DLS cumulant analysis characterizes samples using the mean value (z-average) for size and a width parameter known as polydispersity, or the polydispersity index (PdI). The z-average diameter is the mean hydrodynamic diameter, determined by the intensity of scattered light. Fundamental size distribution generated by DLS is an intensity distribution, which can be converted to volume distribution using Mie theory. Volume distribution can in turn be further converted to a number distribution. The present study considers the z-average as the best approach for actual nanoparticles size. Each sample was analyzed in a folded capillary cell. Zeta potential values were calculated using the Smoluchowski equation. Repeated measurements were performed (3 times) and values reported are average values.
3.6. 1H NMR and Elemental Analysis
Lyophilized reaction products were dispersed in D2O (10 mg/mL), as were nanoparticles and fucan (10 mg/mL). Samples were stirred overnight at 50 °C to obtain a clear dispersion, which was transferred to 5 mm NMR tubes. One-dimensional 1H NMR and two-dimensional correlation spectroscopy (COSY) measurements were performed with a Varian Unity Plus 300 spectrometer operating at 299.94 MHz.
Elemental analysis was performed using a Leco CHNS 932. The sample was lyophilized and analyzed in the solid state.
3.7. Antiproliferative Activity
The present study used monocyte macrophage (RAW 264) cells, Chinese hamster ovary (CHO) cells, renal cell carcinoma (786-0) cells, hepatocellular carcinoma (HepG2) cells, and aorta endothelial cells (RAEC). Cells were grown in F-12 (RAEC) or DMEM (all others) medium supplemented with 10% newborn calf serum (Cutilab, Campinas-SP, Brazil) and penicillin-streptomycin (1 mg/mL; Sigma-Aldrich, St Louis, MO, USA), and incubated at 37 °C in 5% CO2. Cell viability was assessed using trypan blue (Sigma).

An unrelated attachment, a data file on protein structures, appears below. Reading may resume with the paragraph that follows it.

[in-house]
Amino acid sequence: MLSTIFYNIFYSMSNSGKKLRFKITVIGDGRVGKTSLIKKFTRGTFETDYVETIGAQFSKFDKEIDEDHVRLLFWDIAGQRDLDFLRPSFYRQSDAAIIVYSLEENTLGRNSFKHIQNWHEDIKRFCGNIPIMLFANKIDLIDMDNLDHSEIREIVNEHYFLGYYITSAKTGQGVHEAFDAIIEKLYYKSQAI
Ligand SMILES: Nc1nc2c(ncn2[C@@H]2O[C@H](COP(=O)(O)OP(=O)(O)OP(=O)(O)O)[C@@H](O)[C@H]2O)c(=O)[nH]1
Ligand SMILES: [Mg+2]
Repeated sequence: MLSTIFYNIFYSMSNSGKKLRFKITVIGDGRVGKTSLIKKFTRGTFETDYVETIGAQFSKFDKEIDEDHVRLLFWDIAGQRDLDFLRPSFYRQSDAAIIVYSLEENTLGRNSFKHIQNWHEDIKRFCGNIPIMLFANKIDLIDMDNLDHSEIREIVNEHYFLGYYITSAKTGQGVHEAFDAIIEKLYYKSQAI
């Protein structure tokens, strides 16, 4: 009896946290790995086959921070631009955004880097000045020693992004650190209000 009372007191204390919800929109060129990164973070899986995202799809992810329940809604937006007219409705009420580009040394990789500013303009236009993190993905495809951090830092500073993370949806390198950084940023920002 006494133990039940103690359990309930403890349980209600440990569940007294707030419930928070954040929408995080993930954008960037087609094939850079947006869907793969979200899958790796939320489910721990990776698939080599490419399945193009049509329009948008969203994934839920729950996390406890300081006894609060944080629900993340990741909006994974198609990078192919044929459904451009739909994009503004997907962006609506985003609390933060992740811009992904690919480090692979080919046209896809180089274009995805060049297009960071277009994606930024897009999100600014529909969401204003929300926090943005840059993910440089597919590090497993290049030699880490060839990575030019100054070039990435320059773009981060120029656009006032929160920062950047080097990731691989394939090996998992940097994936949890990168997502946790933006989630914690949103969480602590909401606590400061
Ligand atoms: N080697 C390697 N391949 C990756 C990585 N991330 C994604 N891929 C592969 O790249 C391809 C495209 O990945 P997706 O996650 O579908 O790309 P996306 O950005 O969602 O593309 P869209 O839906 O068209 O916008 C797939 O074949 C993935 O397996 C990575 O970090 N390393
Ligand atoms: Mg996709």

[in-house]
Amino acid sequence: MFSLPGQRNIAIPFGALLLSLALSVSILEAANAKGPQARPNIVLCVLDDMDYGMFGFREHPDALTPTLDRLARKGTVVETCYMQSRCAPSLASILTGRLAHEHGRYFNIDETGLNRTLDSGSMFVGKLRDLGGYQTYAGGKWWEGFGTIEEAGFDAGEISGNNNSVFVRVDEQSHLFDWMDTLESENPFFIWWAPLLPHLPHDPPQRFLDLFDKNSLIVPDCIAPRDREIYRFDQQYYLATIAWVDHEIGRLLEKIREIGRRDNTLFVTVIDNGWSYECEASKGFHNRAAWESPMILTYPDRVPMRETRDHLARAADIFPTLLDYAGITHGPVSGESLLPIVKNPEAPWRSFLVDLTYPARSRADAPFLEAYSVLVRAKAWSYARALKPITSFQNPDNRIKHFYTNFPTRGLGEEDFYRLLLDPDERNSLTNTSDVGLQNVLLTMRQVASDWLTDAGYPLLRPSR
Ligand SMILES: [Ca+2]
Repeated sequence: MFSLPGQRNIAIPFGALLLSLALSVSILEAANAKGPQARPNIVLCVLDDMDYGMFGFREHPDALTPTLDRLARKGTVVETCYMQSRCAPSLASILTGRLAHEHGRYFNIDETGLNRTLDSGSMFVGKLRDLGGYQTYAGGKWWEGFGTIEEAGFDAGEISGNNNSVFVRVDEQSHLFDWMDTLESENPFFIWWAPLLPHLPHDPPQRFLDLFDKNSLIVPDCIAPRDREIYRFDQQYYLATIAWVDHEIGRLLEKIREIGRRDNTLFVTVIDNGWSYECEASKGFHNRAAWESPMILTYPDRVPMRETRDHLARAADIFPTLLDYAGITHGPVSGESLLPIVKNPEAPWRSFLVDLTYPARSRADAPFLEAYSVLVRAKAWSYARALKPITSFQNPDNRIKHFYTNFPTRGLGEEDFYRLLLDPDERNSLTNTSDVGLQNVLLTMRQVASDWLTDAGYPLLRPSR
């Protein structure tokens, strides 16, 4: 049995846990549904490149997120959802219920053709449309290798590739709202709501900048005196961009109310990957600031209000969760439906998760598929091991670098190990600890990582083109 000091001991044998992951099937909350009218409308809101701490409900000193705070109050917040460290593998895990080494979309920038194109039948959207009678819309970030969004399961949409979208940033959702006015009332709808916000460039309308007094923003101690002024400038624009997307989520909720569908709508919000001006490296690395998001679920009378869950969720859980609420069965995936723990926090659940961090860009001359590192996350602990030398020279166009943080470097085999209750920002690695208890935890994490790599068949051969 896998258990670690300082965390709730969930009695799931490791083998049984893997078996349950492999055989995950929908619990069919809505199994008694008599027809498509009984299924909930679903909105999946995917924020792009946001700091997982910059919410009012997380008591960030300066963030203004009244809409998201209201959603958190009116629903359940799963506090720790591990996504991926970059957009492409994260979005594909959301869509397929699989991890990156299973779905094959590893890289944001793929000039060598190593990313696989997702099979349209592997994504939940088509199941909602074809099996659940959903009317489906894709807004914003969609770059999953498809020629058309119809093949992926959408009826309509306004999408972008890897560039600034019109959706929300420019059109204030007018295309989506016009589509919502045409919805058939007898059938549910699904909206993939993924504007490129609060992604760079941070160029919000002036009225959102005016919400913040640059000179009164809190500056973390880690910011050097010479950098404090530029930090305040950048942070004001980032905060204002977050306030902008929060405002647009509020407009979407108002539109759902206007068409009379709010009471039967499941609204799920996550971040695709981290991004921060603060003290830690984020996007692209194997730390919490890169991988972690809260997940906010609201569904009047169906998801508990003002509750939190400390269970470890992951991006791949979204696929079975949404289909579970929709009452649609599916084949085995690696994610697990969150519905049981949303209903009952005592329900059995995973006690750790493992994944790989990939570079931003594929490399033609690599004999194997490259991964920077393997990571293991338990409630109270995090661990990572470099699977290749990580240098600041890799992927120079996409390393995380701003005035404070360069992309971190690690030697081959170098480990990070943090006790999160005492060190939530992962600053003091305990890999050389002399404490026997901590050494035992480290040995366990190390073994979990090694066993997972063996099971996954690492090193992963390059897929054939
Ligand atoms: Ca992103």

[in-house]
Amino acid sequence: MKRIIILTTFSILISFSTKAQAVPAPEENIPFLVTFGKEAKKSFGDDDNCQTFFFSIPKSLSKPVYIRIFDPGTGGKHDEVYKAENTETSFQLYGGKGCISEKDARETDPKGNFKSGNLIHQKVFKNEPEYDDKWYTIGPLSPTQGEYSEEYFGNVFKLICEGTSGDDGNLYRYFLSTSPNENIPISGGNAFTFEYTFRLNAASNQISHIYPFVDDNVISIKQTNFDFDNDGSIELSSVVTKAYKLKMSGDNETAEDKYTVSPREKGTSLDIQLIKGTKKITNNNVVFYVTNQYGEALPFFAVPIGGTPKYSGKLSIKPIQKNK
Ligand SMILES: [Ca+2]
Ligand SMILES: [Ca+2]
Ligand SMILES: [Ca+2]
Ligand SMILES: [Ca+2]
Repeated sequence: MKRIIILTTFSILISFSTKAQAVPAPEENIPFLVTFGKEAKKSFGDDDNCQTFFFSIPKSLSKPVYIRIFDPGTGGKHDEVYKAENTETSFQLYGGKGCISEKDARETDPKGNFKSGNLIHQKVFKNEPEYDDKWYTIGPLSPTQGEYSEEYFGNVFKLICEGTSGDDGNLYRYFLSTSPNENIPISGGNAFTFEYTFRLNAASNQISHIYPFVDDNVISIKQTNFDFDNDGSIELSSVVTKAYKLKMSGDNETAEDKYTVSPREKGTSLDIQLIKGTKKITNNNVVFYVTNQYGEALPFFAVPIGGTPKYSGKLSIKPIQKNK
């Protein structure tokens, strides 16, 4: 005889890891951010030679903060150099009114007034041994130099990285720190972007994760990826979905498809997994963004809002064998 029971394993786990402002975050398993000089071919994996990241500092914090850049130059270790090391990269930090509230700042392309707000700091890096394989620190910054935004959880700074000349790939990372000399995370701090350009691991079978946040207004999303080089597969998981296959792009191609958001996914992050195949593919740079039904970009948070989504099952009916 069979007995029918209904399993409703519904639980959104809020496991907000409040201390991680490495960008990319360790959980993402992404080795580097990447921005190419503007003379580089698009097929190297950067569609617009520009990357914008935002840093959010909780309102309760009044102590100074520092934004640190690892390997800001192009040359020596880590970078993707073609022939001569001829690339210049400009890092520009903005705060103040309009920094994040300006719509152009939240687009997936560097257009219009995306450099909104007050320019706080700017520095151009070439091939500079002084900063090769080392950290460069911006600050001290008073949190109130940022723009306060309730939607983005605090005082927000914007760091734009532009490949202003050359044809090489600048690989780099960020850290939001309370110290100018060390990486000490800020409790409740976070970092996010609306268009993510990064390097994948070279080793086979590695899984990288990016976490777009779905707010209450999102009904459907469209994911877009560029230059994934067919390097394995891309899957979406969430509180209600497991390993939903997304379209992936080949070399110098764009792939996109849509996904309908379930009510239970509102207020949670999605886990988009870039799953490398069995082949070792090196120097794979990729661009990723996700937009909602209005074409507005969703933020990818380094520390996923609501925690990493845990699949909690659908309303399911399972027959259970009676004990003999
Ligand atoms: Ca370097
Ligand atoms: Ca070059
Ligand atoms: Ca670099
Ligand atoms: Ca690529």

Cell cultures were grown in 75 cm2 flasks in DMEM medium. Cells were seeded into 96-well plates at a density of 5 × 103 cells/well and allowed to attach overnight in 300 µL medium incubated at 37 °C, 5% CO2. The fucan nanogel was added at a final concentration of 0.05/0.1 and 0.5 mg/mL for 24 h, at 37 °C and 5% CO2. After incubation, traces of nanogel were removed by washing the cells twice with 200 µL PBS and applying 100 µL of fresh medium and 10 µL of 12 mM MTT dissolved in PBS to determine the effects of the fucan nanogel on cell proliferation. Cells were then incubated for 4 h at 37 °C and 5% CO2. To solubilize the product of MTT cleavage, 100 µL of isopropanol containing 0.04 N HCl was added to each well and thoroughly mixed using a multichannel pipette. Within 1 h of HCl-isopropanol addition, absorbance at 570 nm was read using a Multiskan Ascent Microplate Reader (Thermo Labsystems, Franklin, MA, USA). The percentage of cell proliferation inhibition was calculated as follows:
In addition the tumor cells proliferation in the presence of SNFuc was also determined after 4 h of BrdU incorporation. Cells were seeded into 96-well plates at a density of 5 × 103 cells/well and allowed to attach overnight in 300 µL medium incubated at 37 °C, 5% CO2. The fucan nanogel was added at a final concentration of 0.5 mg/mL for 24 h, at 37 °C and 5% CO2. After incubation, traces of nanogel were removed by washing the cells twice with 200 µL PBS and the BrdU incorporation was determined accordance with the manufacturer’s instruction (BrdU cell proliferation assay kit, Cell Signaling, Danvers, MA, USA).
3.8. Fourier Transformed Infrared Spectroscopy (FT-IR)
The compound (Fucan A and SNFuc) (20 mg) were mixed thoroughly with dry potassium bromide. A pellet was prepared and the infrared spectrum was measured on a Thermo Nicolet spectrometer instrument, model Nexus 470 FT-IR, between 500 and 4000 cm−1. Thirty-two scans at a resolution of 4 cm−1 were averaged and referenced against air .
3.9. Annexin V-FITC/PI Double Staining and Analysis by Flow Citometry